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Home power generation

  1. Nov 2, 2005 #1
    Hi,

    I am from the uk and very interested in home power generation. I am aware that there is a system that you can install in the home which will 'sell' excess power back to the grid if for example you are running a wind turbine which produces more electricity than your home requires.

    In principle, could you setup a bike whereby pedalling will 'sell' energy back to the grid? I know that this energy production would be very small, but when I look at even medium sized wind turbines, it seems that the energy required to make the necessary revolutions of the wind blades turning a dynamo could be done using a bike chain/peddle setup by a reasonably fit person? I say it seems so but im guessing im making a grave miscalculation here although I'd like someone toexplain to me why.

    However as I said, would it in principle be feasible to make such a setup with a modified bike to 'sell' power back to the grid, no matter how small? What would be the main technical difficulties in making such a system? If anyone knows of some relevant resources I'd appreciate it.
     
  2. jcsd
  3. Nov 2, 2005 #2
    In principle you could generate electricity using a human run bike wheel but you wouldn't generate enough electricity to power a light bulb. Practically unfeasible.
     
  4. Nov 2, 2005 #3

    russ_watters

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    Have you ever used an exercise bike, rickrock? Most electronic ones tell you how many watts you are generating. If you're Lance Armstrong, you may be able to generate 200w for a few hours, but even that isn't enough to be worth doing.
     
  5. Nov 2, 2005 #4

    berkeman

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    I think our local power company (PG&E) has restrictions on how little you are allowed to transmit back into the power grid, but I'm not certain about that. I also think that coupling power back into the grid is not generally possible at 100% efficiency, so the losses would likely dominate for a small generator like 100W. I googled PG&E and Cogeneration, and got to this fairly useful page:

    http://www.pge.com/suppliers_purchasing/qualifying_facilities/

    BTW, speaking of wind turbines and power generation, I always wondered how they combined the power output from multiple windmills spinning at different speeds (due to wind speed variations). I wrote a letter to our local newspaper's answer column, and got a very interesting reply. It turns out that all the windmills in a farm will spin at the same speed -- they are locked to the 50/60Hz power grid, and they contribute varying amounts of power to the grid, based on the local wind speed. We have large windmill farms nearby east of Livermore, California, and when we drive by them now, it's obvious that they are all locked together. Pretty interesting.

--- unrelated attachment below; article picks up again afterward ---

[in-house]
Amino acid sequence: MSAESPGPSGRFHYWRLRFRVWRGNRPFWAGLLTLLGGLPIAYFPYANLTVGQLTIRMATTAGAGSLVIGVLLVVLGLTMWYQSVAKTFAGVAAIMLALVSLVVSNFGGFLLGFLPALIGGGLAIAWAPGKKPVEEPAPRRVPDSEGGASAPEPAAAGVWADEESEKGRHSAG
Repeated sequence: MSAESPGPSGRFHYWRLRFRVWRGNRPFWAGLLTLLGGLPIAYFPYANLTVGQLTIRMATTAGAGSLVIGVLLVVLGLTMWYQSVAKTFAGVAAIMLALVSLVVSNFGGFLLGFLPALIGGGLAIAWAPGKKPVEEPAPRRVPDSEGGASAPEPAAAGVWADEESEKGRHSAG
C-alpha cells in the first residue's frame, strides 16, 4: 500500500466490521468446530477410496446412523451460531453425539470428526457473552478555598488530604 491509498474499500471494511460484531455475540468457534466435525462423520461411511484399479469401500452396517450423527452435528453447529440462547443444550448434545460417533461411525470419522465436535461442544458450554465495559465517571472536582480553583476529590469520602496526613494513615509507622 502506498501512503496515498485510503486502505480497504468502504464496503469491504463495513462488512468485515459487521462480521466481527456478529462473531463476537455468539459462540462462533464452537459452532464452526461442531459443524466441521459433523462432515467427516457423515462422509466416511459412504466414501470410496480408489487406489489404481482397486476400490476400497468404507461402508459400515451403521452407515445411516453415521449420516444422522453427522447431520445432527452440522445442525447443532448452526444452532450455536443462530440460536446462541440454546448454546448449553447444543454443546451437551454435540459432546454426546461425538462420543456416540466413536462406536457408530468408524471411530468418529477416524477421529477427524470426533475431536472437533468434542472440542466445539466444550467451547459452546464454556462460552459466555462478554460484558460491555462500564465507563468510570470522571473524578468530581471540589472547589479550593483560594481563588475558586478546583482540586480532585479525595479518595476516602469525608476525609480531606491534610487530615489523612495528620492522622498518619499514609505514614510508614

6. Nov 2, 2005 #5

    Cliff_J

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    rickrock - why not just start this up in your own local gym and now people would pay you to use the bicycles and you might save 5-10% of the electric bill from the generated power.

    We as humans don't really generate much power. Some science show was talking about having pedals in an electric car so the passengers could generate electricity and exercisd. Too bad it could easily be outperformed with a photovoltaic cell on top the car, and now you'd really want one of those gaudy air fresheners hanging from the rear view mirror. :smile:

    If you don't believe us hook a car alternator up and have it power a regular 60W automotive headlight (with the alternator you'll need an inital 12V battery hookup to get it generating power unless its a one-wire alternator). If you're in good athletic condition, maybe 3-4 hours for less than 1/4 a kWh, which at 10 cents/kWh is just over a couple pennies American money.
     
  7. Nov 5, 2005 #6

    Ouabache

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    The concept of using a bicycle to generate power is really not that far fetched. I remember reading a book called Pedal Power, that described pedalling a bicycle to power such diverse applications as a drill press, washing machine, a grinder, TV/VCR, generator, to saw wood, pump water, split logs, and press cider.
    Here is another related link on human power
     
  8. Nov 5, 2005 #7

    Pengwuino

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    I remember Ivan saying that a human body can create around the area of 100W.

    Lightbulb here i come!!!
     
  9. Nov 14, 2005 #8
    Im not sure, but i think to enable the grid to accept electricity, it may have to be a certain frequency/phase i think.

    I like the idea for the gymnasium though :-)
     
  10. Nov 14, 2005 #9

    Integral

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    I have always dreamed of hooking up the kids game system to a battery and a bike. If they want to play they have to charge up the battery first. Get their exercise and play as well.
     
  11. Nov 14, 2005 #10

    Danger

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    I know of someone who did that with the TV set. The kids quickly learned to weed out the shows that they didn't really care for. (They could 'bank' the power in batteries, so they didn't actually have to be pedalling while watching.)
     
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